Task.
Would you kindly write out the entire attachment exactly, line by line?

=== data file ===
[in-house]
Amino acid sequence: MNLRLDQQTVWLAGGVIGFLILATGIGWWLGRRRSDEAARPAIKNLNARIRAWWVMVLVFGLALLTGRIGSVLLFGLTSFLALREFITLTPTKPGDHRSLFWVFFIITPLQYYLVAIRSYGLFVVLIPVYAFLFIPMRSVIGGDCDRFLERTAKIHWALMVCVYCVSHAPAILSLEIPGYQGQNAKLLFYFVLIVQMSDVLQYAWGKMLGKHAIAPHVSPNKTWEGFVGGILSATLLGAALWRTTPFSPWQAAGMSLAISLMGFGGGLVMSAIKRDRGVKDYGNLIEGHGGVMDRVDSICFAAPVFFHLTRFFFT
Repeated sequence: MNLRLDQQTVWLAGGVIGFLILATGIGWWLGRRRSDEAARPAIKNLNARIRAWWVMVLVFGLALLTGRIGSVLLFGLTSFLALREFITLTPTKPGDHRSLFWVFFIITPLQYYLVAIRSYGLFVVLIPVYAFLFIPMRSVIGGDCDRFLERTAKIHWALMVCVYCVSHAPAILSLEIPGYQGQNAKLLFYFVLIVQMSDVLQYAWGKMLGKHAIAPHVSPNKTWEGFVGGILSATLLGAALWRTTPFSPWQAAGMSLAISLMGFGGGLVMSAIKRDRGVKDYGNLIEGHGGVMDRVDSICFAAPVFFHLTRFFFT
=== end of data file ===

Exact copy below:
[in-house]
Amino acid sequence: MNLRLDQQTVWLAGGVIGFLILATGIGWWLGRRRSDEAARPAIKNLNARIRAWWVMVLVFGLALLTGRIGSVLLFGLTSFLALREFITLTPTKPGDHRSLFWVFFIITPLQYYLVAIRSYGLFVVLIPVYAFLFIPMRSVIGGDCDRFLERTAKIHWALMVCVYCVSHAPAILSLEIPGYQGQNAKLLFYFVLIVQMSDVLQYAWGKMLGKHAIAPHVSPNKTWEGFVGGILSATLLGAALWRTTPFSPWQAAGMSLAISLMGFGGGLVMSAIKRDRGVKDYGNLIEGHGGVMDRVDSICFAAPVFFHLTRFFFT
Repeated sequence: MNLRLDQQTVWLAGGVIGFLILATGIGWWLGRRRSDEAARPAIKNLNARIRAWWVMVLVFGLALLTGRIGSVLLFGLTSFLALREFITLTPTKPGDHRSLFWVFFIITPLQYYLVAIRSYGLFVVLIPVYAFLFIPMRSVIGGDCDRFLERTAKIHWALMVCVYCVSHAPAILSLEIPGYQGQNAKLLFYFVLIVQMSDVLQYAWGKMLGKHAIAPHVSPNKTWEGFVGGILSATLLGAALWRTTPFSPWQAAGMSLAISLMGFGGGLVMSAIKRDRGVKDYGNLIEGHGGVMDRVDSICFAAPVFFHLTRFFFT